'Dear George' puts human face on divisive poll numbers

Lawrence Community Theatre joins nationwide reading of 'Letters to the President'

Polarized might be too polite a term to describe voters in the 2004 presidential election.

When the pendulum swings from "Mr. President, you have impressed me beyond measure" to "I wouldn't (urinate) in your ear if your brain was on fire," it means there's one gargantuan rift between Bush backers and bashers.

Determined to put a human face on the rift that public opinion polls only hint at, New York theater producer Marcus Woollen asked the American public to write letters to the commander in chief. His call generated more than 1,500 responses between Memorial Day and Labor Day from all 50 states, Puerto Rico, the U.S. Virgin Islands and Americans living overseas. The authors professed a range of opinions on every major issue, including the war in Iraq, the economy, gay marriage and 9-11.

Woollen compiled the letters into a reader's theater play called "Dear George: Letters to the President." Lawrence Community Theatre next weekend will be one of nearly 30 theaters across the country -- both in red states and blue states -- to perform the nonpartisan script in the days leading up to the Nov. 2 election. According to the production Web site, Lawrence is the only city in Kansas staging the play.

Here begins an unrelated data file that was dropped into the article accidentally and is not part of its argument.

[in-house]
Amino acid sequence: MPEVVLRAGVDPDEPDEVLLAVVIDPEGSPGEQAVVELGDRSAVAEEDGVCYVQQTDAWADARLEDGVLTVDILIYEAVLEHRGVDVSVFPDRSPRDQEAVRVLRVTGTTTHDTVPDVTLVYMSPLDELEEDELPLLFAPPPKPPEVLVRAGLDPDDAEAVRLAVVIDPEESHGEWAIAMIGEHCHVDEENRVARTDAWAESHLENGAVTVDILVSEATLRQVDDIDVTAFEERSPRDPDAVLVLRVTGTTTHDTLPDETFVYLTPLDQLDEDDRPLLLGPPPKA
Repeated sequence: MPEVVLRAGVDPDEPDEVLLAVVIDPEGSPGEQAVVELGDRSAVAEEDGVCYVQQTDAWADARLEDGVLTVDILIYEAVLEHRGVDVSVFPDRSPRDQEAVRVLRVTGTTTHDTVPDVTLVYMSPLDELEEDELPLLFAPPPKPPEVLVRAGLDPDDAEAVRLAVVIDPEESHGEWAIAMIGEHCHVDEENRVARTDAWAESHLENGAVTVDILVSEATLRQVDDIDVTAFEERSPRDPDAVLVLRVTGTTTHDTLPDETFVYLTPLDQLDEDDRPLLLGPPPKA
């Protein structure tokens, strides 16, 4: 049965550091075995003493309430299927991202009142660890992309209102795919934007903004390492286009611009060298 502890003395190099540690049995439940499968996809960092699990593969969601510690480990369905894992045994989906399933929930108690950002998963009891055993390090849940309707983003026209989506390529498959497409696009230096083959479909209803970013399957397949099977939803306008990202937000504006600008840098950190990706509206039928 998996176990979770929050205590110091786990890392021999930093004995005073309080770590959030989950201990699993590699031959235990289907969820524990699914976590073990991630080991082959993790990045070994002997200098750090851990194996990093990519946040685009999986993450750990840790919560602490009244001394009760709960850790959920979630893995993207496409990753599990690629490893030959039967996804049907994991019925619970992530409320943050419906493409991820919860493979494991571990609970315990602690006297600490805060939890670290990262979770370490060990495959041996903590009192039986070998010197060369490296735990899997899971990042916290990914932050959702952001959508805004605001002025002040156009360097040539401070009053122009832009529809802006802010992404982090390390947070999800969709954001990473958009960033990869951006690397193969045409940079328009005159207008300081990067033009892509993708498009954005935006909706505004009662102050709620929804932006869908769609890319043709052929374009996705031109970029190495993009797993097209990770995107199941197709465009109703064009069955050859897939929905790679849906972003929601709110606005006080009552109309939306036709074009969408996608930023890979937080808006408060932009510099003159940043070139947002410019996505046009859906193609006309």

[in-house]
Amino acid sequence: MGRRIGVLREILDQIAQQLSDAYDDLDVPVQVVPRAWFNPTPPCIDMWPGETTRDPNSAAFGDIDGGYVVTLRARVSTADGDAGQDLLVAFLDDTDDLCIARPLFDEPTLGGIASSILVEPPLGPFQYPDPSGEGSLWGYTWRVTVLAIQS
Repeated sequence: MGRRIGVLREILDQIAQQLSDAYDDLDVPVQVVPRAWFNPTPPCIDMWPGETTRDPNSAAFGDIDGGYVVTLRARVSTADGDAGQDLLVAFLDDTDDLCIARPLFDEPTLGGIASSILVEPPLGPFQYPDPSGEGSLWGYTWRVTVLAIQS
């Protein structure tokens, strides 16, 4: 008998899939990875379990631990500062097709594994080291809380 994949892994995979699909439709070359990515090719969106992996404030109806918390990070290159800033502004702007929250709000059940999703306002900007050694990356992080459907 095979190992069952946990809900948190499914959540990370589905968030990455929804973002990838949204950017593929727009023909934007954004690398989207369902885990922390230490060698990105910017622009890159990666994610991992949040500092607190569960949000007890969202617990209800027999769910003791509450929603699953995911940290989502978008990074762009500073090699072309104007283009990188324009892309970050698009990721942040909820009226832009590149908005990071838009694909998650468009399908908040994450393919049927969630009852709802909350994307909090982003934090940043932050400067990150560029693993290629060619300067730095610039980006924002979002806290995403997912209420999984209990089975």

"I think it's kind of important for a community theater to be an active participant in the community where they're located," says Mary Doveton, the theater's artistic director, who's also directing "Dear George." "It provides a springboard for discussion. I think anything that makes people more aware of ideas is a good thing."

A polarized public

A cast of two men and two women will read the letters, which have been broken apart, rearranged and juxtaposed for dramatic effect.

Take this back-and-forth exchange near the end of the script:

"I just saw 'Fahrenheit 9/11.' Don't forget your golf clubs on your way out the door in November. Ken, Age 35, Lansing, Mich."

"Dear George: I LOVE YOU. Keep sticking to your principles. William, Age 23, Ramsey, N.J."

"Dear George: You lying sack of Republican (feces)."

"Dear George: It's going to be a long four months!"

"Die and burn in hell. Jack, Age 36, Oxnard, Calif."

"There are not a lot of middle-of-the-road letters in this," says Lawrence actress Tina Connolly, who's portraying the Younger Woman in the Lawrence production of "Dear George." "The American public is so polarized."

That's exactly why Woollen launched the project, he says on his Web site, www.DearGeorgeLetters.com.

"Public opinion of the president is so sharply divided that interpreting the division through binary polls does not do justice to the passion and intelligence of the American people," he writes. "Our experiences are far too complex to be adequately reflected by sound bytes or approval ratings. The letters provide a fascinating and complex portrait of our nation today."

Diverse response

"Dear George" was first performed Sept. 23 at the Freedom of Expression National Monument in Lower Manhattan. Readers proclaimed the content of the letters through the monument's giant, red megaphone.